SEAT Ibiza (2017) Review
SEAT Ibiza (2017) At A Glance
Insurance Groups are between 11–17
On average it achieves 79% of the official MPG figure
While SEAT might be perceived as the sportier outpost of the Volkswagen Group empire, the fourth generation Ibiza launched in 2017 took a deliberate step towards comfort rather than chasing the dynamism of the Ford Fiesta. It’s a move that has worked in the Ibiza’s favour to make it feel more rounded and grown-up, with comfort that’s among the best in class. That’s backed up by plenty of space for passengers and luggage, so the Ibiza can easily function as a family’s only car. There are not many superminis that can make that claim.
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The fourth-generation SEAT Ibiza launched in 2017 represents an important step forward for the Spanish company in its pursuit of the Ford Fiesta.
Smart, stylish and backed by a range of fine petrol engines, the Ibiza feels more grown up and better rounded than ever before, while its huge boot and refined ride provide comfort and space that are in short supply with many of its rivals.
Mechanically speaking, the SEAT Ibiza is almost identical to the Volkswagen Polo and Skoda Fabia. However, this Ibiza is a smidgen shorter than the model it replaces but, and narrow garage owners please note, it is 87mm wider and has a slightly longer wheelbase. This means benefits for ride comfort and interior space.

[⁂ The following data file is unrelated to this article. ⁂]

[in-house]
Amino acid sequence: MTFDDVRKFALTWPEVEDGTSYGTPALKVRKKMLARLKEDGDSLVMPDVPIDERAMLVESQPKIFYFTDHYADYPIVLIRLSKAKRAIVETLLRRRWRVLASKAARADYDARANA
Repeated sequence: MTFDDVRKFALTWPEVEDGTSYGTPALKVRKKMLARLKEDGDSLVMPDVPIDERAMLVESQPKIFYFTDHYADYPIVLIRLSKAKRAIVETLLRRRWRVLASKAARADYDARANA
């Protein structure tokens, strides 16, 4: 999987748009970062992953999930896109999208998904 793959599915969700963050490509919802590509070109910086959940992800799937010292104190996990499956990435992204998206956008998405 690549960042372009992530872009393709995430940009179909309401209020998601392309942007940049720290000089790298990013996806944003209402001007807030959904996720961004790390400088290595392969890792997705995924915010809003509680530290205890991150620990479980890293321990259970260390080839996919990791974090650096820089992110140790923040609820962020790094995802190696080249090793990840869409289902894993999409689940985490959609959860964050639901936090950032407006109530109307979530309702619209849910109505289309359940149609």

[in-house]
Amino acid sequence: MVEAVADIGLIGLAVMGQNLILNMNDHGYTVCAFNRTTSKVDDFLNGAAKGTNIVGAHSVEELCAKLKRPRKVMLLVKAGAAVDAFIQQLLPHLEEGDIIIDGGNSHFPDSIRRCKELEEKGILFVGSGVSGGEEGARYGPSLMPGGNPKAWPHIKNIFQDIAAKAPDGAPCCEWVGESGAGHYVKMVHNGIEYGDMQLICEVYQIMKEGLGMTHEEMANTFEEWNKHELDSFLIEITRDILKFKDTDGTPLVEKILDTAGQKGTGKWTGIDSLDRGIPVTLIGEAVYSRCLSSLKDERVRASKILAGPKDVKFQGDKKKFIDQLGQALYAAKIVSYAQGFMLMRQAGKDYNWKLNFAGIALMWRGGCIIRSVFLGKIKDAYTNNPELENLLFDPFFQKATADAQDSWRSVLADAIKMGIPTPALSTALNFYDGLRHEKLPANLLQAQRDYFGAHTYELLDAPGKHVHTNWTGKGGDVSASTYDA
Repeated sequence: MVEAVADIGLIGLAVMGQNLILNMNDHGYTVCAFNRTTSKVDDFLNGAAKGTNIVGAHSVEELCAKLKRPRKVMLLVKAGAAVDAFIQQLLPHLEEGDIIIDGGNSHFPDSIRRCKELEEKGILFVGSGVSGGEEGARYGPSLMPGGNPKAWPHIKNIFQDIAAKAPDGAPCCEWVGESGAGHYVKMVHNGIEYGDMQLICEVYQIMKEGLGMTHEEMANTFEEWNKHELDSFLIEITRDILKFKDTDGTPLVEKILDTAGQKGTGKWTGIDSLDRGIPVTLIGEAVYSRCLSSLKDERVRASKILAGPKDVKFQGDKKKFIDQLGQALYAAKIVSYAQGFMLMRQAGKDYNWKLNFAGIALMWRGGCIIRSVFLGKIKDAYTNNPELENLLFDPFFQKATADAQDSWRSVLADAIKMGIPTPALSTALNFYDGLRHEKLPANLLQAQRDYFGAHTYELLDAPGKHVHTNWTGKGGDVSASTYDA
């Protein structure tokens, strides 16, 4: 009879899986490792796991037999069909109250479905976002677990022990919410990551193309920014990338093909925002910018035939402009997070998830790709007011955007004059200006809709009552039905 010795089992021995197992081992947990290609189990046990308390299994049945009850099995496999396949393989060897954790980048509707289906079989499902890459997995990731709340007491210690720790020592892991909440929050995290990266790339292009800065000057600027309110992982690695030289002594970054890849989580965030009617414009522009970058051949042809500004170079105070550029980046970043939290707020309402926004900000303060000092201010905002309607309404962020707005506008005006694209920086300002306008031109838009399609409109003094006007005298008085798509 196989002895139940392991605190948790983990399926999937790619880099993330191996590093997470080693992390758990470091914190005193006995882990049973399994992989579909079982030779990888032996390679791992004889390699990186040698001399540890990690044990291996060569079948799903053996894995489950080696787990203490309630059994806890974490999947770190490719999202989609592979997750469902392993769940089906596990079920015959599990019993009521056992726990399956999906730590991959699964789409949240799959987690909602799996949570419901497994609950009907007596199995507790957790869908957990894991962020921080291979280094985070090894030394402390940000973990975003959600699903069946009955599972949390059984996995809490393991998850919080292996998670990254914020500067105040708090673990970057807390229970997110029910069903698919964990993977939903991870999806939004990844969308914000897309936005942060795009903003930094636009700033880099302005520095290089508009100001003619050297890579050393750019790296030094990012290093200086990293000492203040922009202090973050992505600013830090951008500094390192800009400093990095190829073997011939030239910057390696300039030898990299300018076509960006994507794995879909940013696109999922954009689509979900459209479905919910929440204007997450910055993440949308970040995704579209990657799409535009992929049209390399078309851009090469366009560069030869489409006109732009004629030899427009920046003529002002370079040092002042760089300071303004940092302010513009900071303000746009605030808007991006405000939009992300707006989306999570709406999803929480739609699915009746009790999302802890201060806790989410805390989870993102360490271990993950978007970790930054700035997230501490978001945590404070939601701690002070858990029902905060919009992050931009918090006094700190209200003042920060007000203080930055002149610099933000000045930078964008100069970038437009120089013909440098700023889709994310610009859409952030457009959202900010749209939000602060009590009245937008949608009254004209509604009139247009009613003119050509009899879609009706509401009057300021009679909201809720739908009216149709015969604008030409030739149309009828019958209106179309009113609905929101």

The Ibiza isn't a compelling car to drive, but if you prioritise refinement and practicality over out and out cornering dynamics then this will very much be the small car for you. G
iven the demands of most supermini buyers, SEAT has made the right call on this, too. The ride quality is first rate and the soft suspension irons out the roughest of roads with ease. Even potholes are dealt with a satisfying, suppressed thump.
The cabin is large enough to fit four adults and the seats provide excellent levels of back and upper leg support. Storage is also plentiful, with deep door bins and a useful scattering of cup holders.
The 355-litre boot is huge for a car of this size and far superior to anything you'll find in either the Fiesta or even Focus hatch. The only area of slight annoyance is the ventilation. Air con is standard but the system is cumbersome and slow to react, which means you'll be waiting a good 10 minutes for warm air on a chilly morning.
There’s no three-door SC version of the Ibiza with this generation, which is no great loss as most buyers opted for the five-door hatch anyway. It also means you get the practicality of the five-door regardless of which trim you choose.
The engine range encompasses three- and four-cylinder petrols, with the sweet spot being the 1.0 TSI. The turbocharged three-cylinder petrol is one of the very best and can be specified with 95PS or 115PS, and both will return around 50mpg. A 150PS 1.5 TSI and a 1.6 TDI with 80PS or 95PS is also offered.
As an overall package, the Ibiza is a very good small car. It's supremely comfortable and practical, while few of its rivals can match its outstanding petrol engines.
The only area that lets the side down is the spec. Indeed, standard equipment levels are meagre, which means you’ll have to pay extra to get essentials like DAB audio, touchscreen navigation and cruise control. Like-for-like, the Ford Fiesta and Suzuki Swift represent better value for equipment, though the SEAT does balance this with low running costs.